Courtesy of Chameleon Companies

Parkside and Uchiko alum Sterling Ridings is opening his first restaurant, dedicated to what else—fickle, fussy, fragile yet amazing seafood.

Elyse Inamine
February 28, 2018

It’s been a stormy year for Texas, chef Sterling Ridings tells me on the phone. Usually, when his grouper guy, Ben McBride of Heritage Seafood, heads down to the the Gulf Coast, he drives back with a truck full of ice and fish. But the waters along the Third Coast have been rough, scaring away fat grouper from coming further inland. So, McBride hooked up Ridings with Boston fisherman Sam Gorton—“You have to go into the seafood business with that last name,” Ridings jokes. McBride raved about Gorton’s amazing halibut catch, so Ridings tried it himself and was easily sold. And that’s the story behind a simple line item substitute of halibut in lieu of grouper served with deviled black trumpet mushrooms and confit broccoli at Guild, Riding’s seafood-centric restaurant opening in Austin next Friday, March 9.

“The seafood season is so kinetic,” says Ridings. “But it keeps you on your toes. It forces you to be a problem solver, to be creative.”

Courtesy of Elizabeth Van Huffel Photography

That’s just one of the many reasons Ridings loves working with an ingredient as fickle, fussy and fragile as seafood. He was first introduced to working with the product as a stagiare at Uchi. “It was a sacred thing that I wasn’t allowed to go near or touch,” he says. Then he got a crash course in handling fish under Shawn Cirkiel of Parkside, where he was set at the oyster-shucking station and watched his mentor break down whole fish the Japanese way. Ridings later ended up at Uchiko, where his love of fish continued to grow for the fresh, pristine products that graced the kitchen. But one thing bothered him.

“I noticed that what we got from our own American coasts was just as good as the stuff we were flying in from Japan,” says Ridings.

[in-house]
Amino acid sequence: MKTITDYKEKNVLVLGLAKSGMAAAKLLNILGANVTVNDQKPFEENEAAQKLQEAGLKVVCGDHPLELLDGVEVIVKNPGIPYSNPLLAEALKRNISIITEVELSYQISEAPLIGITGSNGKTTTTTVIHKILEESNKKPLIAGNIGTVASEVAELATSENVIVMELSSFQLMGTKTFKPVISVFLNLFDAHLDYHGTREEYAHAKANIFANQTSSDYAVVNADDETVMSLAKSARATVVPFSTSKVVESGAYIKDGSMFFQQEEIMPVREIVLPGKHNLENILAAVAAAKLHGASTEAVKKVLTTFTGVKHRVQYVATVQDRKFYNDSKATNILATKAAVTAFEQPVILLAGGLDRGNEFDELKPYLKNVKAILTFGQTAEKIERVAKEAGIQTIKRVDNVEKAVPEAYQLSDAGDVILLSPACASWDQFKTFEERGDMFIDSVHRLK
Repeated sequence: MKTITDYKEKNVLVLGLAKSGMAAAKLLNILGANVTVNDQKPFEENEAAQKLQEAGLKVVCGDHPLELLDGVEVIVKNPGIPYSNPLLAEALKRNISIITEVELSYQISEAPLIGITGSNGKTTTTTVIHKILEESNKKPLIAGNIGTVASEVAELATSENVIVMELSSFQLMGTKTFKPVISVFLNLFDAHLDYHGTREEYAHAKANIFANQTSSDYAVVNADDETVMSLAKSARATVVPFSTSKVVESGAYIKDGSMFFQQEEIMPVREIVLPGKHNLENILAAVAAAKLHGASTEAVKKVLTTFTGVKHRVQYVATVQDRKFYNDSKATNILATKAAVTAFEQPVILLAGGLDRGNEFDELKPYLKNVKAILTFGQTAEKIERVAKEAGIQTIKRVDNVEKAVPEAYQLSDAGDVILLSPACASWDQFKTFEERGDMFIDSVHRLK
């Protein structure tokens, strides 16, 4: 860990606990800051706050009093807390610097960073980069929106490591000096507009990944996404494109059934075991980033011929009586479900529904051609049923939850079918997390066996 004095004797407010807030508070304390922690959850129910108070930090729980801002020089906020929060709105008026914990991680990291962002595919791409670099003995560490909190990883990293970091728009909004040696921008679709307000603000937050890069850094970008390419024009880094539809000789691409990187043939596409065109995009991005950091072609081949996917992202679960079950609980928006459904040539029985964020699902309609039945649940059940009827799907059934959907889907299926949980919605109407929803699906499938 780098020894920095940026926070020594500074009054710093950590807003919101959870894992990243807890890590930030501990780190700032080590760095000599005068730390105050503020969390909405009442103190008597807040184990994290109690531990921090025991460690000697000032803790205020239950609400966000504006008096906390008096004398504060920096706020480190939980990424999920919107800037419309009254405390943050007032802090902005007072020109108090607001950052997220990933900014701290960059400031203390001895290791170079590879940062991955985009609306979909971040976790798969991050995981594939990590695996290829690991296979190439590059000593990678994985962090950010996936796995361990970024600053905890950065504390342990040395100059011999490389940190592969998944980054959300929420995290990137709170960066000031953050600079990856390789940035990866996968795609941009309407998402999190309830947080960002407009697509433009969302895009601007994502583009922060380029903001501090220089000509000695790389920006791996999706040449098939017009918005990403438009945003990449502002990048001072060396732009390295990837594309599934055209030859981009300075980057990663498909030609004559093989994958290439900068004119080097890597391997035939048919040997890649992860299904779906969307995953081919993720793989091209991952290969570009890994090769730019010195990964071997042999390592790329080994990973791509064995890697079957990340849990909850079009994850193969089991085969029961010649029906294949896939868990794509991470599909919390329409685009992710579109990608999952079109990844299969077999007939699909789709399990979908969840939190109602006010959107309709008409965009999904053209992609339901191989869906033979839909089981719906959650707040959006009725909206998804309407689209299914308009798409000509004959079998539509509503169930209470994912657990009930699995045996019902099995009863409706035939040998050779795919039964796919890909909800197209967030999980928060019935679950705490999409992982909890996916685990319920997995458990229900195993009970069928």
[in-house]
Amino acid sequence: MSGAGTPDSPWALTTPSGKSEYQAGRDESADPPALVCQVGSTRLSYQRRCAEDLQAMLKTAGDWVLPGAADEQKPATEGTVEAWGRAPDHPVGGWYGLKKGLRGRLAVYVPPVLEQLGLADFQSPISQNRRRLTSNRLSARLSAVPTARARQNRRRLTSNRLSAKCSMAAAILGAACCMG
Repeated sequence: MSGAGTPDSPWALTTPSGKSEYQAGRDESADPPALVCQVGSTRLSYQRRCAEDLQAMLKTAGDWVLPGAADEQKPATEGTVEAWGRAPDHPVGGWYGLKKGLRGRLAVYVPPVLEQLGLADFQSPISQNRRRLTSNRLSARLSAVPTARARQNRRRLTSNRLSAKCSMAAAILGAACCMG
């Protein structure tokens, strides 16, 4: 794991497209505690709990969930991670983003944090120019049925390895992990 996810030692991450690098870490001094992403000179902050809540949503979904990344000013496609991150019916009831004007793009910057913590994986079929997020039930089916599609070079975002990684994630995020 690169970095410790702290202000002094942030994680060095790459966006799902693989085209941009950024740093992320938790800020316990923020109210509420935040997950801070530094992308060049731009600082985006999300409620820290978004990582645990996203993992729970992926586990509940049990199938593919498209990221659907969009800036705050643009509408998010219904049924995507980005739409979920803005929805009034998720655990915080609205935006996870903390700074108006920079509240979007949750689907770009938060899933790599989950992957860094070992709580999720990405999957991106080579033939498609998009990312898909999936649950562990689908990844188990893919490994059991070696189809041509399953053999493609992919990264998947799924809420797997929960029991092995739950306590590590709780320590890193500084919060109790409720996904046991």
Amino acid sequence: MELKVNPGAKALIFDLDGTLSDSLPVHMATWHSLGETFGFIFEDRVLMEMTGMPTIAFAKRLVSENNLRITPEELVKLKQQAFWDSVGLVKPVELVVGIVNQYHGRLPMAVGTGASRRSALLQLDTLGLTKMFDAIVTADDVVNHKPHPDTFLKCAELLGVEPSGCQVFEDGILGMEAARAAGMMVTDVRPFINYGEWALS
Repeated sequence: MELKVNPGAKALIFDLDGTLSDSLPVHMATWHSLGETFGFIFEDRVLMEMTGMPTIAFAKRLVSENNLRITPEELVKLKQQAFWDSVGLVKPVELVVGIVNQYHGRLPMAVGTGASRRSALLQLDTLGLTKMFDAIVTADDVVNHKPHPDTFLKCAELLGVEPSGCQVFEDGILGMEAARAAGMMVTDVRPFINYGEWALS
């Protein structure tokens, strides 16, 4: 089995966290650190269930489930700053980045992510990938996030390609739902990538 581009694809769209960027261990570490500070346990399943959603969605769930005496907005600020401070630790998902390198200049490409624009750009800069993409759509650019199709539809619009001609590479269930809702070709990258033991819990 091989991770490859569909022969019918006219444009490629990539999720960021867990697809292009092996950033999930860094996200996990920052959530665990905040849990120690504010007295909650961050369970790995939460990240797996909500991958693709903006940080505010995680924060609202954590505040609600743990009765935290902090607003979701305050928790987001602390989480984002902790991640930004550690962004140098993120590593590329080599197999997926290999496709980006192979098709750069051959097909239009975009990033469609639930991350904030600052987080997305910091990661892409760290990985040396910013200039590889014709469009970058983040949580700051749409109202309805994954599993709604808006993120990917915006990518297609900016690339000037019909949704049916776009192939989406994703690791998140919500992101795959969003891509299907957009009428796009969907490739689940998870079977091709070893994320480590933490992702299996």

As he was thinking of leaving Uchiko and was starting to dig more into domestic catch on his own, he was introduced by a mutual friend to Stuart Thomajan, the founder of Chameleon Companies, which has Swift’s Attic and Wu Chow in Austin. Thomajan was thinking about opening a restaurant all about seafood. And that’s how Guild began.

Courtesy of Chameleon Companies

Here, Ridings runs wild with his imagination and love for the product. He cures yellowtail, steelhead trout or halibut at any given point with a house-made Thai chile sauce and apple cider vinegar—“We let them get to know each other,” says Ridings—and tops it all with cucumber and blood oranges. He does a take on boules aux crevettes (shrimp and dumplings) with fluffy gnocchi parisienne, pan-roasted shrimp and a viscous coconut broth. And Ridings is finally debuting a dish he’s been working on for a year now: oyster sabayon. Inspired by Thomas Keller’s famed “Oysters and Pearls” at The French Laundry, he makes a savory sabayon with eggs, dashi and a bit of green Sichuan peppercorns, then serves it with ginger-poached oysters, bone-marrow yogurt and nasturtiums. “It’s my favorite thing I’ve made,” says Ridings.

Courtesy of Chameleon Companies

The breezy space designed by Michael Hsu Office of Architecture and LFI Design has nautical hints—octopus and seahorse wallpaper line the bathrooms, blue tones throughout. And the menu lists the kitchen staff, an important piece of information to share with the customer, according to Ridings.

Courtesy of Elizabeth Van Huffel Photography

“The romantic idea that I’m the chef of the restaurant, rule with an iron fish and do everything by myself simply isn’t true,” he says. “I have amazingly talented individuals on my team, and though this restaurant started out as my vision, it’s become ours.”

So when he’s not floating from station to station in the kitchen, helping get his cooks out of the weeds or shucking oysters, Ridings is in constant contact with his seafood guys. He’s working with up to 11 seafood purveyors at a time, fielding text messages and emails to see what’s in and what’s out, if the grouper’s back or a new fisherman has something special.

“A lot of ordering in the restaurant business has gone online, but the fish business isn’t like that. It’s really old-school, but it’s also really personal,” says Ridings. “I don’t think there is any part of my career where I’m not learning about fish. This is kind of in my blood.”